The co-founder of a transgender support group says a department store's move to ditch separate men's and women's fitting rooms is "totally unnecessary".
Farmers is making its fitting rooms 'gender-neutral' after a complaint was laid by Aucklander Mary Haddock-Staniland, who was described as a "half-man, half-woman" by staff at its Botany store in June.
After an internal investigation and discussions with Ms Haddock-Staniland, Farmers yesterday said it would be overhauling its fitting rooms to remove any reference to gender.
"I think this is an opportunity for New Zealand retail overall to kind of embark on siding or looking at ways they deal with similar situations, and I look forward to this incident being a catalyst for change," says Ms Haddock-Staniland.
But her view isn't held by everyone in the transgender community. Claudia McKay, co-founder of Agender, transitioned 18 years ago.
"All that time I've shopped in Farmers stores continuously, all around the country. I have never, ever had a single issue or problem," she told TV3's Paul Henry programme.
"I think what's been happening in this individual case is more a problem with one staff member than the store itself, or the store's policies."
Ms McKay says getting rid of men's and women's fitting rooms wasn't asked for by the transgender community.
"You could ask the question of 100 different transgender people and get 100 different answers. They're like any group of people – their range of opinions on anything is extremely diverse, but I think there needs to be a degree of reason used in this case. I think making these alterations to the changing rooms is just unnecessary."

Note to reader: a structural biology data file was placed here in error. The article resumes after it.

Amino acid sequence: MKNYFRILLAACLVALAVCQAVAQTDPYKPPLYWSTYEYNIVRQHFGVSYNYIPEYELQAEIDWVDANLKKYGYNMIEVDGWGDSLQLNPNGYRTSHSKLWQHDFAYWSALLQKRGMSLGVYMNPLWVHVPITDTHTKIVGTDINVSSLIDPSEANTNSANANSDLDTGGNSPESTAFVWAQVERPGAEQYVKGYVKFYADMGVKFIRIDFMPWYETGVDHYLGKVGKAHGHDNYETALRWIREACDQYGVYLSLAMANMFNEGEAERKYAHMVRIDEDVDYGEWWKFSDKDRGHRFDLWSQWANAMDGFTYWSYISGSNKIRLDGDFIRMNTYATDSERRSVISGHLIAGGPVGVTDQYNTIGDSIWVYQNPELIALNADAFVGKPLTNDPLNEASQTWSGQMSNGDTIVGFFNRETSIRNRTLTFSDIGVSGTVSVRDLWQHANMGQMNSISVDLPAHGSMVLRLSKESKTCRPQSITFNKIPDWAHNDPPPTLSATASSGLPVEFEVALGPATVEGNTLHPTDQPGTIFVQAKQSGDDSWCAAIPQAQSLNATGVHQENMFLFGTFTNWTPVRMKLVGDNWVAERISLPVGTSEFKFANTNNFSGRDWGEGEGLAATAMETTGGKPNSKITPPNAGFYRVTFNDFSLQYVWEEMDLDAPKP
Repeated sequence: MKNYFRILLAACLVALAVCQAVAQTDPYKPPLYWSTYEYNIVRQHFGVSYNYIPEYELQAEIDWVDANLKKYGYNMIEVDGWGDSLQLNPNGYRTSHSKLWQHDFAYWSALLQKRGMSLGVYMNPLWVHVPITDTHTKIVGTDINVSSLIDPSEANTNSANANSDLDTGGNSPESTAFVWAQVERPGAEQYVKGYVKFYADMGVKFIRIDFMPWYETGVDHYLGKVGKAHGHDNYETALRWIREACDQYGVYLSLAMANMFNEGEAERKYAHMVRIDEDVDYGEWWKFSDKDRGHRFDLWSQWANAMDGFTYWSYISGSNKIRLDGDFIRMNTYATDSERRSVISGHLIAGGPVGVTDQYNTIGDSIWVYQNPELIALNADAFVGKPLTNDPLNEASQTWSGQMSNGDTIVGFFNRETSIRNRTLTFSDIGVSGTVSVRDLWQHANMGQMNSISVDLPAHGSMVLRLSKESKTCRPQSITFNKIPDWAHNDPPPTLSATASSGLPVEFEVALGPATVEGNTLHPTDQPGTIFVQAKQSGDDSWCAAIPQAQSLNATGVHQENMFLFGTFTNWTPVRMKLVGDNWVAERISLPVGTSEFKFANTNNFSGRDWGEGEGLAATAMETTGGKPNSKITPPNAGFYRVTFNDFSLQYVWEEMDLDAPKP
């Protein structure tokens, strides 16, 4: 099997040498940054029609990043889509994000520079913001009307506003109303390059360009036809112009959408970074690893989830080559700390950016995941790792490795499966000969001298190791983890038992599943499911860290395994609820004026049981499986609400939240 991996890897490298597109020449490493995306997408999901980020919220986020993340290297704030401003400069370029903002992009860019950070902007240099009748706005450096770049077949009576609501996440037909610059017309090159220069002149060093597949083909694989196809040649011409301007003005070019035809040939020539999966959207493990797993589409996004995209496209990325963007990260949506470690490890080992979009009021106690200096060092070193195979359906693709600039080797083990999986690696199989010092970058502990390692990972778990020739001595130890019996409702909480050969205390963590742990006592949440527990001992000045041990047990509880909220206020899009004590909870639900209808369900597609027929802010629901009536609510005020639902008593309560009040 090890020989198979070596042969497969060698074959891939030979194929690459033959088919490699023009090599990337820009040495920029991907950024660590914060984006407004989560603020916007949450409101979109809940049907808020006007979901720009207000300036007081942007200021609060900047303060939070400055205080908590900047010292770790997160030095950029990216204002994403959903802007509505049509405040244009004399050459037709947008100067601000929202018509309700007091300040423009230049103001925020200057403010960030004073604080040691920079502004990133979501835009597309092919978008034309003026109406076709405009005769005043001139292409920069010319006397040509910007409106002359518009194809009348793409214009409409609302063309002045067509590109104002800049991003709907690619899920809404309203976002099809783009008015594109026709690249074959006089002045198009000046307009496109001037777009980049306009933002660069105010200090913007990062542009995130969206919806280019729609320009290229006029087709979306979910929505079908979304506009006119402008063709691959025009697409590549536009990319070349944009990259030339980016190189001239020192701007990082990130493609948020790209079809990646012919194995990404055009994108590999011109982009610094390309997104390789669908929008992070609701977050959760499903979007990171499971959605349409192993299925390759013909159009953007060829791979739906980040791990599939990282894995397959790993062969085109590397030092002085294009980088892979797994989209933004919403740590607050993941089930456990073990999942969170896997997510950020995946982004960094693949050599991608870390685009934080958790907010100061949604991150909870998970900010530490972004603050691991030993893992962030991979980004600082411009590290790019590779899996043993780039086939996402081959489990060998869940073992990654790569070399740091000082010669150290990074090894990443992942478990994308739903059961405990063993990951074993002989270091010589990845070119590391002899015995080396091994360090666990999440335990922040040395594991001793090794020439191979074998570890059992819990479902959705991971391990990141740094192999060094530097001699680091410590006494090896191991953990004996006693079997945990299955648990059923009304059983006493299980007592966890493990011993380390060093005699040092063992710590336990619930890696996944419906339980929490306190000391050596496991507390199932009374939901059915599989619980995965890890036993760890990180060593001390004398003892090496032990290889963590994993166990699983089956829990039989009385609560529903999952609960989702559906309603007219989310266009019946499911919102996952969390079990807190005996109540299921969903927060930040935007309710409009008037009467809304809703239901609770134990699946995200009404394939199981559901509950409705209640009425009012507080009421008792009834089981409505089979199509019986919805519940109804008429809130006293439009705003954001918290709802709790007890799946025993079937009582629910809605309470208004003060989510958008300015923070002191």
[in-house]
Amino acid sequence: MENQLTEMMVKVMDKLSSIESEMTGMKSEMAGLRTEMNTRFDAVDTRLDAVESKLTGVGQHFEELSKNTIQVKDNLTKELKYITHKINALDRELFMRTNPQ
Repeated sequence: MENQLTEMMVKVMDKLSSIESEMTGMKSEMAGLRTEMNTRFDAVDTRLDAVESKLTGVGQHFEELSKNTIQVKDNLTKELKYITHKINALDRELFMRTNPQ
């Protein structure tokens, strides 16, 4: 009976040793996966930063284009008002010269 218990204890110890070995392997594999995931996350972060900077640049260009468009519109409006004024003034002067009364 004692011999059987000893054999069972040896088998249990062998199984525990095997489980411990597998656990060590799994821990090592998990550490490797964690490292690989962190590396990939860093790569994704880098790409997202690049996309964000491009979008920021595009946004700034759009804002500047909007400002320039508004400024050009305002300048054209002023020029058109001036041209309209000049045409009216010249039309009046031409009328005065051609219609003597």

Farmers has also since apologised to Ms Haddock-Staniland.
"Her experience wasn't how it should have been," spokesperson Nikki Newton-Cross said yesterday.
Ms McKay is no longer the president of Agender. The current leadership says it backs Farmers' move.
Ms McKay says while making fitting rooms gender-neutral is simply unnecessary, doing the same with toilet facilities would probably be a bad idea – primarily for women.
"There can be security issues with gender-neutral toilets and both sexes using them, and the cleanliness. I spent the first 40 years of my life living as a male – just the existence of urinals creates a whole different ballgame. That's a different thing to changing rooms."
Men, on the other hand, could find it awkward sharing toilet facilities with women, if their behaviour around women's fitting rooms is any indication.
"I've seen men looking very uncomfortable hanging around perhaps their wives or girlfriends in the women's changing rooms," says Ms McKay. "They feel extremely uncomfortable."
The outcome of a complaint to the Human Rights Commission over Ms Haddock-Staniland's treatment at Farmers is expected next month.